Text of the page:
Last Shift 2015 Directed by Anthony DiBlasi As others have said, predictable in places, but a great example of doing a lot with very little: one location, bright lighting, very small amount of cast members. Great to have in rookie…
If this is the golden age of television, it also has to be the Golden Age of Time Commitments. It's all very well and good to keep recommending these shows, but by gawd we'll talking 13-hour chunks of my life,…
Wendy MacLeod’s play “Women in Jeopardy!” started off with a familiar situation for many friends – watching their divorced friend find a new boyfriend “who we all thought was hideous. We could not fathom how she could be dating this man.” From there she combined the idea of the awful boyfriend with a crime story from her local paper, and out came this new work that previews Thursday, with an opening on Dec. 5, at The New Vic. The play is so new that, despite its premiere at Rochester, N.Y.’s Geva Theater, Ms. MacLeod is in town to work a little bit more on her play, trimming it down into a “lean, mean, comedy machine.”
The play stars Heather Ayers (“Sweeney Todd”) and Annabelle Gurwitch as Mary and Jo, two divorcees who do not like the new dentist that their friend Liz (DeeDee Rescher, last seen at ETC in “Good People”) has fallen in love with, called Jackson (Bill Salyers). His dental hygienist recently disappeared, and the two think that Jackson might be a serial killer. And Jackson’s swaggering arrogance only seems to confirm their suspicions. When he invites Liz’s daughter Amanda (Sophie Ullett) on a camping trip, the two friends need to both break the news to Liz and stop what they think is a crime about to happen. And that’s just the beginning of this whirlwind farce.
I wrote a story for Vox Orbis about Santa Barbara's brewing culture and if there really is such a thing as a "Central Coast Beer." tl;dr: Maybe so, Maybe no! “There’s definitely a West Coast style,” says Josh Ellis, owner…
My latest for Open Culture is on a cool series of animations of Walt Whitman, Emily Dickinson, and more.
My latest for Open Culture is about the Smithsonian's collection of Charles Darwin's writings, many of which survived because he gave it to his kids to draw on.
My latest for Open Culture is here: David Lynch offers a MA course in creativity and meditation (in Iowa).
While many choreographers would look to a 50th anniversary tour to program a greatest hits package, Twyla Tharp, who will be at The Granada Theatre tonight, does the opposite in a career of bold moves. Instead she’s created an evening of two new works. “Preludes and Fugues” raids the extensive pieces in J.S. Bach’s “Well-Tempered Clavier” and bears the influences of all those that came before her in modern dance: Merce Cunningham, Jerome Robbins, Martha Graham and George Balanchine. And “Yowzie” turns from classical to jazz, with bright costumes and a soundtrack of early ragtime and jazz.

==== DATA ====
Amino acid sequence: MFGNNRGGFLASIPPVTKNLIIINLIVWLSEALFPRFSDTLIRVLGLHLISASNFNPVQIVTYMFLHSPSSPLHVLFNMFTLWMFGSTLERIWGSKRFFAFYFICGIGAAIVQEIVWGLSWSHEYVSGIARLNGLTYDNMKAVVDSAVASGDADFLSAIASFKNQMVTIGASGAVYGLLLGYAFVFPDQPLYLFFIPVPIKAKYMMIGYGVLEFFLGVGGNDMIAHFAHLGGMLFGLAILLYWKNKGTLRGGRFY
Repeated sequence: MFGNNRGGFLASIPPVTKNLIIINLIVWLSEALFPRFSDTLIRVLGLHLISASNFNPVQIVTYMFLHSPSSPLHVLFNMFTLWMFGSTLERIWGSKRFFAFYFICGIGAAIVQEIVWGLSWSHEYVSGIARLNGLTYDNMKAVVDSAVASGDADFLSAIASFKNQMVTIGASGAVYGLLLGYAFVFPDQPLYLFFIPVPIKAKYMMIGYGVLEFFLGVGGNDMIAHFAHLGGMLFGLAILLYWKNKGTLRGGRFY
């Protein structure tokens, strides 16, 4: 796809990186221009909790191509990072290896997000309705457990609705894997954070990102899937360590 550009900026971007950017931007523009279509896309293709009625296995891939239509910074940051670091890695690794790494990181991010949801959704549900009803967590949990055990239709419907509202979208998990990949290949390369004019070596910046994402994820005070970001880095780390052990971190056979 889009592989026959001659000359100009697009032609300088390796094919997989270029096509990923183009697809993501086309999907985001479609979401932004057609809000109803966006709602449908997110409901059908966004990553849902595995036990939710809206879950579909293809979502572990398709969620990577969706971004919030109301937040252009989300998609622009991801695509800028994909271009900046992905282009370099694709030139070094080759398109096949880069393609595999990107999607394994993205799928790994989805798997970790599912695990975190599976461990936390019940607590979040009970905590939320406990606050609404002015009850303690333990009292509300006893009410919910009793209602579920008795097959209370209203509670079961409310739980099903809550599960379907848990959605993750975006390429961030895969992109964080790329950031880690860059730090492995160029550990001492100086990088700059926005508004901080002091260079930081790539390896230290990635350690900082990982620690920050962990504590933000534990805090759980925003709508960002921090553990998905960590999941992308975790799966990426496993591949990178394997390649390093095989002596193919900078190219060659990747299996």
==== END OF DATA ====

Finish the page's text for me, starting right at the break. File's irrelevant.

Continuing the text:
“Preludes” is “the world as it ought to be,” she says, “and Yowzie is the world as it is.” Ms. Tharp is quoting herself, and it’s a phrase that graces the evening’s program in her artistic statement. That tension between fantasy and reality has long been part of her work.
The Santa Barbara International Film Festival honored movie star, writer, activist and feminist icon Jane Fonda at its annual fundraiser Saturday with the 10th annual Kirk Douglas Award for Excellence in Film.
The black-tie gala at the Bacara Resort & Spa recognized the iconic movie star in much the same way as the honors and tribute evenings that make up the February festival’s week-plus schedule.
Last week Santa Barbara audiences sat transfixed by the odd blend of dance and theater that was Adam Barruch’s “Sweeney Todd: The Demon Barber of Fleet Street” at the Lobero Theatre. In the audience watching the performance was Ensemble Theatre’s Jonathan Fox, who just that day was rehearsing his own version of Stephen Sondheim’s bloody and dark musical, set to open this coming Thursday. It was one of those weird coincidences in Santa Barbara theater than happens now and then – like two productions of “Other Desert Cities” in 2015, one at the Rubicon, one at PCPA – despite every company trying for a unique season.
“It’s kind of a funny story,” says Mr. Fox, just before rolling into a story of schedules, contracts, dropping a previous plan, and thinking of returning to the world of Stephen Sondheim. “A Little Night Music” was the first performance at The New Vic. Rick Mokler, some 20 years ago, had put on a production of “Sweeney Todd” at SBCC, but it had never returned to our city.